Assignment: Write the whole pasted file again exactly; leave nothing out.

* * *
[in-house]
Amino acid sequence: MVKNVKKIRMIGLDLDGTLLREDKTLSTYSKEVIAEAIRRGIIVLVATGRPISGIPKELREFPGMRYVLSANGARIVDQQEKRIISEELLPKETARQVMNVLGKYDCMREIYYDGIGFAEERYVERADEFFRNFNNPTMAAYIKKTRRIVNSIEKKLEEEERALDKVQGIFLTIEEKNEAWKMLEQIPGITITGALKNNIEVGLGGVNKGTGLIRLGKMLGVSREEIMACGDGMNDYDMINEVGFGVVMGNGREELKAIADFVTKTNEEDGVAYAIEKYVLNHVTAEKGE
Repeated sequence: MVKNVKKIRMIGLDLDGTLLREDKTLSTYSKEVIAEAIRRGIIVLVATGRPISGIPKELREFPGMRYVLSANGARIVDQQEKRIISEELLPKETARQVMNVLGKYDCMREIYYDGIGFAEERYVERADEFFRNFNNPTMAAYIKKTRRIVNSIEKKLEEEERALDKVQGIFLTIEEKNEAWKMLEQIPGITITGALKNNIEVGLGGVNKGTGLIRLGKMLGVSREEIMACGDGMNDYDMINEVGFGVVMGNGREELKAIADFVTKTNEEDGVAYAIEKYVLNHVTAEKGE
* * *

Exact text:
[in-house]
Amino acid sequence: MVKNVKKIRMIGLDLDGTLLREDKTLSTYSKEVIAEAIRRGIIVLVATGRPISGIPKELREFPGMRYVLSANGARIVDQQEKRIISEELLPKETARQVMNVLGKYDCMREIYYDGIGFAEERYVERADEFFRNFNNPTMAAYIKKTRRIVNSIEKKLEEEERALDKVQGIFLTIEEKNEAWKMLEQIPGITITGALKNNIEVGLGGVNKGTGLIRLGKMLGVSREEIMACGDGMNDYDMINEVGFGVVMGNGREELKAIADFVTKTNEEDGVAYAIEKYVLNHVTAEKGE
Repeated sequence: MVKNVKKIRMIGLDLDGTLLREDKTLSTYSKEVIAEAIRRGIIVLVATGRPISGIPKELREFPGMRYVLSANGARIVDQQEKRIISEELLPKETARQVMNVLGKYDCMREIYYDGIGFAEERYVERADEFFRNFNNPTMAAYIKKTRRIVNSIEKKLEEEERALDKVQGIFLTIEEKNEAWKMLEQIPGITITGALKNNIEVGLGGVNKGTGLIRLGKMLGVSREEIMACGDGMNDYDMINEVGFGVVMGNGREELKAIADFVTKTNEEDGVAYAIEKYVLNHVTAEKGE